Some decide that it would be better to jump than crash in the plane, but others point out that the fall will certainly kill them. But then one of the passengers, who just happened to be reading the tabloids that morning, announces that he had read that today is National Trampoline, Bouncy Castle and Piles of Pillows Day in the UK. In fact, according to his newspaper, 350 million Trampolines, Bouncy Castles and Pillow Piles are supposedly lining every field between London and Dover.

Many of the group decide it is worth chancing it, but one scientist (let’s call him Steven) points out that, even if these trampolines, bouncy castles and pillow piles are where they are supposed to be (because of a public holiday that he doesn’t believe actually exists), that still doesn’t guarantee that the fall won’t kill them.

So the passengers ask the pilot if they can use his radio. Meanwhile the scientist and a collection of assorted others, who aren’t that convinced by the trampoline idea, want to search the plane for either a solution to the planes problem or for parachutes. Unfortunately, the passengers are scared and panicking so the scientist is overruled.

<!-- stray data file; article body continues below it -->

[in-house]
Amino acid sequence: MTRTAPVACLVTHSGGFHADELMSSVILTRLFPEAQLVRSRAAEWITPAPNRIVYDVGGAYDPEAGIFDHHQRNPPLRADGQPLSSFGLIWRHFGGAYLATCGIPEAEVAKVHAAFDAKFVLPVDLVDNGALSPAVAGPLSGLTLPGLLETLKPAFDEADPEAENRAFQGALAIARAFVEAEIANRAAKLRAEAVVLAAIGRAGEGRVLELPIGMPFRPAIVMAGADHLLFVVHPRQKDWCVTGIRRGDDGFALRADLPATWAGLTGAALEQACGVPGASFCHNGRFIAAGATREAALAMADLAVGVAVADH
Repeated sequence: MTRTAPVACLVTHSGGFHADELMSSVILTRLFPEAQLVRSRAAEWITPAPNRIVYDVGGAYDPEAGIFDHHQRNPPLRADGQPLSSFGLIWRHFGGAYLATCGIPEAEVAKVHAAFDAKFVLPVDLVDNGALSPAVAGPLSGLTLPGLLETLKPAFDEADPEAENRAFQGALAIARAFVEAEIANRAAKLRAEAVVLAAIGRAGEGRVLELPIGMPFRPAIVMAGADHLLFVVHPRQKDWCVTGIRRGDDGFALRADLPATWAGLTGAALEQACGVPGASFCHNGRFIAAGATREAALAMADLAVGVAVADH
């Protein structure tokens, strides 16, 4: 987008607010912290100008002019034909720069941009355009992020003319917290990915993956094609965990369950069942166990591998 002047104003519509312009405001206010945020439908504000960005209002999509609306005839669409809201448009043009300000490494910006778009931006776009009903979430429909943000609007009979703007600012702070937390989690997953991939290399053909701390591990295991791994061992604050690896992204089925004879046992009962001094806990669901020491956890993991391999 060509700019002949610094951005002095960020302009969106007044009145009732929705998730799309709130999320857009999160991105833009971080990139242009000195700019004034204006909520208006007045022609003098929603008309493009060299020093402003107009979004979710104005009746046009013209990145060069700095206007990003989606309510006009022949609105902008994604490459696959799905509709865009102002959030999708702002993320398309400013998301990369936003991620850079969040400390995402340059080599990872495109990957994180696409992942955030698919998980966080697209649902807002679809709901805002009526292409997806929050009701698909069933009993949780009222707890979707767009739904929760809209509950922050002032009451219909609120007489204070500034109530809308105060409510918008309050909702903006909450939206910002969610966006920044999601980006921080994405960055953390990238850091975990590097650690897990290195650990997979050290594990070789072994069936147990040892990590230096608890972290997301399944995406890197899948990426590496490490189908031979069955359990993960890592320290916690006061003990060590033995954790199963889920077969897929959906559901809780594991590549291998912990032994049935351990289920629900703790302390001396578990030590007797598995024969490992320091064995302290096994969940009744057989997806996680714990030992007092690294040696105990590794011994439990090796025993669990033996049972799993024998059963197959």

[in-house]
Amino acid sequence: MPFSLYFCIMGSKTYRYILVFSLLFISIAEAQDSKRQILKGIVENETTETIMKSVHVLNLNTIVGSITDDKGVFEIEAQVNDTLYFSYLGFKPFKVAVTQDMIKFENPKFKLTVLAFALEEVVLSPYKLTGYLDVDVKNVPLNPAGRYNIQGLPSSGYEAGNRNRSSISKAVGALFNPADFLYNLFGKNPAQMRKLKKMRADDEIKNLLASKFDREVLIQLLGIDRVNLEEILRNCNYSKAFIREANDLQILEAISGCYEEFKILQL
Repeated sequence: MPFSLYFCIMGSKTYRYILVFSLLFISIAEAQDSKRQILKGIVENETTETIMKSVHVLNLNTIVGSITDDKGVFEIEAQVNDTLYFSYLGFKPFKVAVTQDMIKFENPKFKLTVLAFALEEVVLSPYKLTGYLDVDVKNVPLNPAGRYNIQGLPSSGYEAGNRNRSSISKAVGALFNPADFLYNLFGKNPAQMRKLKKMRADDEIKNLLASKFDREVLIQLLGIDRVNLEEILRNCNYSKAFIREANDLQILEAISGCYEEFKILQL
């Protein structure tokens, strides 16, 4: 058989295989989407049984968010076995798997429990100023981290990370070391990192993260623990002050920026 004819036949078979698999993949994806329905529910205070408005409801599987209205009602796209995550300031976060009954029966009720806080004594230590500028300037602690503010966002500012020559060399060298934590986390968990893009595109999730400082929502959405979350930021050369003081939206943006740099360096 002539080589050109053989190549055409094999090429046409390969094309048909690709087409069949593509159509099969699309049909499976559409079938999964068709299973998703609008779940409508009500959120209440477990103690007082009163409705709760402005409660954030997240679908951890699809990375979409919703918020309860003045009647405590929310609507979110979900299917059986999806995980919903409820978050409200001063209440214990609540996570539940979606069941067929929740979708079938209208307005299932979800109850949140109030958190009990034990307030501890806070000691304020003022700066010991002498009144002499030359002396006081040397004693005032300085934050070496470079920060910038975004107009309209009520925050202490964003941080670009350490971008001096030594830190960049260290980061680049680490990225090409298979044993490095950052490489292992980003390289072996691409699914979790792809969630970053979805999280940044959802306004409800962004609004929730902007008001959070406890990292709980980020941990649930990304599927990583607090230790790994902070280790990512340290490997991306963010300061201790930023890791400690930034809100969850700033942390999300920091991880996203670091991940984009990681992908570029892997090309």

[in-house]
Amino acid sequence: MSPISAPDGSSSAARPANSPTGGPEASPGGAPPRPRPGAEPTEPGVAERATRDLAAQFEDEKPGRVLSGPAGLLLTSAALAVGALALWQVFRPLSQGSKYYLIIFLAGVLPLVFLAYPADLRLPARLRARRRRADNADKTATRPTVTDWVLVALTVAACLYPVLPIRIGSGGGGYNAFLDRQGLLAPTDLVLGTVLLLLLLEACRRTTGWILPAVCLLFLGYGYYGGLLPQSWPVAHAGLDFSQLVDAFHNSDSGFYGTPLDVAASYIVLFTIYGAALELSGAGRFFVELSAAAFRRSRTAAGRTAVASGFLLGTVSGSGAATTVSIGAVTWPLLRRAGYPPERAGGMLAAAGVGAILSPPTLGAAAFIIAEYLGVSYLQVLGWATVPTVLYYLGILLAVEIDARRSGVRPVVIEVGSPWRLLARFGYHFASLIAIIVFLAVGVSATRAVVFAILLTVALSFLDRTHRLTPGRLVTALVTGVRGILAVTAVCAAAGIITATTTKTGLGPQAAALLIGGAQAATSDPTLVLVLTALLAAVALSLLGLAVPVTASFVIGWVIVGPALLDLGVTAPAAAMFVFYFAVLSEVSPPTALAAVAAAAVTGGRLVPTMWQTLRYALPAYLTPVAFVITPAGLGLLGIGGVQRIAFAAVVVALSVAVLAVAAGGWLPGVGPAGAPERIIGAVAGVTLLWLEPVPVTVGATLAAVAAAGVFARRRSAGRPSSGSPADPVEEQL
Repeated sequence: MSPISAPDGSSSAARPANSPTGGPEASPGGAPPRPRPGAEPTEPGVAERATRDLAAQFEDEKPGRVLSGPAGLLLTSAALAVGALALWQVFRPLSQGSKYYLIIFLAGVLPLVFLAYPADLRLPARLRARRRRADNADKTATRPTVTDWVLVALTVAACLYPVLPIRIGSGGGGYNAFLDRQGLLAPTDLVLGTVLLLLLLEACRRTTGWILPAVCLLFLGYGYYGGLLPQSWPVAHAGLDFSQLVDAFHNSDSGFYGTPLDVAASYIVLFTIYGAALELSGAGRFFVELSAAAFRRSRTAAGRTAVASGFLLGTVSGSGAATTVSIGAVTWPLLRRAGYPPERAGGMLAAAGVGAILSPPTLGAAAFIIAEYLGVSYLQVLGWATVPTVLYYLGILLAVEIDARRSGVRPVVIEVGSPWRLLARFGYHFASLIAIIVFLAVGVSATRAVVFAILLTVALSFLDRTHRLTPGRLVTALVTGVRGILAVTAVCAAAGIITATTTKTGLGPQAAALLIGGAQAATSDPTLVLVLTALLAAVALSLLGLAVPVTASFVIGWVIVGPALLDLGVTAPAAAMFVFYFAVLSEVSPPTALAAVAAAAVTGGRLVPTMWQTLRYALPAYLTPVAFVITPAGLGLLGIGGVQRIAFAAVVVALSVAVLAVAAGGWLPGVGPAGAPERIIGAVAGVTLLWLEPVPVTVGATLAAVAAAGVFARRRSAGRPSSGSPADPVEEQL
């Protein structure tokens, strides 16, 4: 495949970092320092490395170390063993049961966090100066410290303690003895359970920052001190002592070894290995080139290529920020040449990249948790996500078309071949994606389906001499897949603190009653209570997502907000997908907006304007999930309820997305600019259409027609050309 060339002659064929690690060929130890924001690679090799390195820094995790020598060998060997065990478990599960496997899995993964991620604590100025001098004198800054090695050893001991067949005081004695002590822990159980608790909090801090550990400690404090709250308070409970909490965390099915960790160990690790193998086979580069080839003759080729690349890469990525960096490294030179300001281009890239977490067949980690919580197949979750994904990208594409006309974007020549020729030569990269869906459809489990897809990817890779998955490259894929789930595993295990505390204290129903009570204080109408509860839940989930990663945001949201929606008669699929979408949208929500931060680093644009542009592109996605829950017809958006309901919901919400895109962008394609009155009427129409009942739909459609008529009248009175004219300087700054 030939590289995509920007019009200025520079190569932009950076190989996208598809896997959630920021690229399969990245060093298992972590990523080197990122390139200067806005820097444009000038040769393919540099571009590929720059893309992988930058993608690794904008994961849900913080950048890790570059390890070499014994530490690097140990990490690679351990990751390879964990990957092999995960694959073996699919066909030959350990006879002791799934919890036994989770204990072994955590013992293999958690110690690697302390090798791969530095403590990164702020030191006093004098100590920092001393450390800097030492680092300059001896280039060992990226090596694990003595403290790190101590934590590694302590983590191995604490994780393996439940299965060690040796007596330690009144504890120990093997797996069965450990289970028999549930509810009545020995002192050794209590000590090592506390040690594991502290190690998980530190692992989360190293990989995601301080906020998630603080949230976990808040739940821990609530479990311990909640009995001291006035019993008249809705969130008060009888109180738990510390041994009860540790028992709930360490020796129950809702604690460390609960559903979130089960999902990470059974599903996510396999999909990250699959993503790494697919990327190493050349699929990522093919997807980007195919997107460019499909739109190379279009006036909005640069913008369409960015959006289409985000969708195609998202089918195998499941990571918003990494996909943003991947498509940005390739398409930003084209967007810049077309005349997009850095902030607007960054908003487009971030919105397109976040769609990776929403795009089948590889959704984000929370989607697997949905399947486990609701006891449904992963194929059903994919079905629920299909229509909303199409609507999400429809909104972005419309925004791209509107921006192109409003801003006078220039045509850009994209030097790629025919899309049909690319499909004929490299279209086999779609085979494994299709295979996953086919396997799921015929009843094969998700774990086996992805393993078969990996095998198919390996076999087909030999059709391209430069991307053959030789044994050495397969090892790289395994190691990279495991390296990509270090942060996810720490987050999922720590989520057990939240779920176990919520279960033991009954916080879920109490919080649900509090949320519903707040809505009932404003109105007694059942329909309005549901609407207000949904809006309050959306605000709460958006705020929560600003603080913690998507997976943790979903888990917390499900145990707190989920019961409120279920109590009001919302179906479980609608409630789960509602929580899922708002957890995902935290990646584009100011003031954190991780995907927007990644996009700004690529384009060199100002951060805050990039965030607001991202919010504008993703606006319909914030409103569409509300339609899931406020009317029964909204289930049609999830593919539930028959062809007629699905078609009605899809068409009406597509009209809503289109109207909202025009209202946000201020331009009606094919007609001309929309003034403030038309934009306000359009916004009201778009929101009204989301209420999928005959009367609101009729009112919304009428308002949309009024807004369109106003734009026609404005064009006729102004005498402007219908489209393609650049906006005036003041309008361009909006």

Whilst on the radio, one passenger manages to get in touch with his friend (Donald) who works for a rival plane company as a plane engineer and doesn’t like the idea of British planes flying to Europe for some reason that he struggles to articulate but definitely isn’t racist. He declares that the plane is doomed and that the passengers’ best chance is to jump. He also says that he once heard a story about a guy jumping out of a plane and his parachute failing, but he still managed to survive because he landed in a pile of hay…

He goes on to mock the scientist for being disabled and suggests that the passengers build a wall between themselves and the one passenger of Mexican descent who happens to be on the flight.

The passengers think the wall idea is a little ridiculous and most outrightly reject the idea of ignoring the scientist based on his disability. But, because Donald is an expert, the pro-pillow-jumping passengers get ready to leap out confident that, even if they are wrong, they will still survive the fall.